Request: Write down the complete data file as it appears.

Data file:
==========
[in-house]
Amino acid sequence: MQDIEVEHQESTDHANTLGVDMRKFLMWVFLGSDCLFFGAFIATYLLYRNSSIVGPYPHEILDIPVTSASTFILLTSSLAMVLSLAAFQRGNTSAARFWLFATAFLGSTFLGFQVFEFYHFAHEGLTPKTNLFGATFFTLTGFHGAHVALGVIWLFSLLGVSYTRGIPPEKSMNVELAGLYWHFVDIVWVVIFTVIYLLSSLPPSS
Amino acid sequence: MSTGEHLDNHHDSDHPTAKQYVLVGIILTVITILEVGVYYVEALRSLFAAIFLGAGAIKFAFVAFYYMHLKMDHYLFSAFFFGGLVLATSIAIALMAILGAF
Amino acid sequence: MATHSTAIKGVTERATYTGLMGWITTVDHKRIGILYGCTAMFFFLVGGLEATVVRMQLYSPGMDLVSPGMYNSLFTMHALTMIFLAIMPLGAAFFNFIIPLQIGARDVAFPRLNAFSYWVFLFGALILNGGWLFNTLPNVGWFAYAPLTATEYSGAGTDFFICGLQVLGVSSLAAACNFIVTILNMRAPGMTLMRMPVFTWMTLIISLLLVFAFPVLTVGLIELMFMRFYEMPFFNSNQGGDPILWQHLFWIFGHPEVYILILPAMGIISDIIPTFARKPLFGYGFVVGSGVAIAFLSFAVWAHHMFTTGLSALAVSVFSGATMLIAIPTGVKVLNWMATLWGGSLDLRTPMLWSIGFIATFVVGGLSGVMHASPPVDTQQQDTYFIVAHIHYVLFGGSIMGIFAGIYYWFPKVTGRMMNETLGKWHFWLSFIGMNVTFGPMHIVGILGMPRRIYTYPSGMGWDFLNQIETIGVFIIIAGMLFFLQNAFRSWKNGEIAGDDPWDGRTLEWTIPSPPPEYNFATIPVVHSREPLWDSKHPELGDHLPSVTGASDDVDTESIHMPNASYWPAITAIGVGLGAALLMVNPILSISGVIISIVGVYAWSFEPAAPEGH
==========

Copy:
[in-house]
Amino acid sequence: MQDIEVEHQESTDHANTLGVDMRKFLMWVFLGSDCLFFGAFIATYLLYRNSSIVGPYPHEILDIPVTSASTFILLTSSLAMVLSLAAFQRGNTSAARFWLFATAFLGSTFLGFQVFEFYHFAHEGLTPKTNLFGATFFTLTGFHGAHVALGVIWLFSLLGVSYTRGIPPEKSMNVELAGLYWHFVDIVWVVIFTVIYLLSSLPPSS
Amino acid sequence: MSTGEHLDNHHDSDHPTAKQYVLVGIILTVITILEVGVYYVEALRSLFAAIFLGAGAIKFAFVAFYYMHLKMDHYLFSAFFFGGLVLATSIAIALMAILGAF
Amino acid sequence: MATHSTAIKGVTERATYTGLMGWITTVDHKRIGILYGCTAMFFFLVGGLEATVVRMQLYSPGMDLVSPGMYNSLFTMHALTMIFLAIMPLGAAFFNFIIPLQIGARDVAFPRLNAFSYWVFLFGALILNGGWLFNTLPNVGWFAYAPLTATEYSGAGTDFFICGLQVLGVSSLAAACNFIVTILNMRAPGMTLMRMPVFTWMTLIISLLLVFAFPVLTVGLIELMFMRFYEMPFFNSNQGGDPILWQHLFWIFGHPEVYILILPAMGIISDIIPTFARKPLFGYGFVVGSGVAIAFLSFAVWAHHMFTTGLSALAVSVFSGATMLIAIPTGVKVLNWMATLWGGSLDLRTPMLWSIGFIATFVVGGLSGVMHASPPVDTQQQDTYFIVAHIHYVLFGGSIMGIFAGIYYWFPKVTGRMMNETLGKWHFWLSFIGMNVTFGPMHIVGILGMPRRIYTYPSGMGWDFLNQIETIGVFIIIAGMLFFLQNAFRSWKNGEIAGDDPWDGRTLEWTIPSPPPEYNFATIPVVHSREPLWDSKHPELGDHLPSVTGASDDVDTESIHMPNASYWPAITAIGVGLGAALLMVNPILSISGVIISIVGVYAWSFEPAAPEGH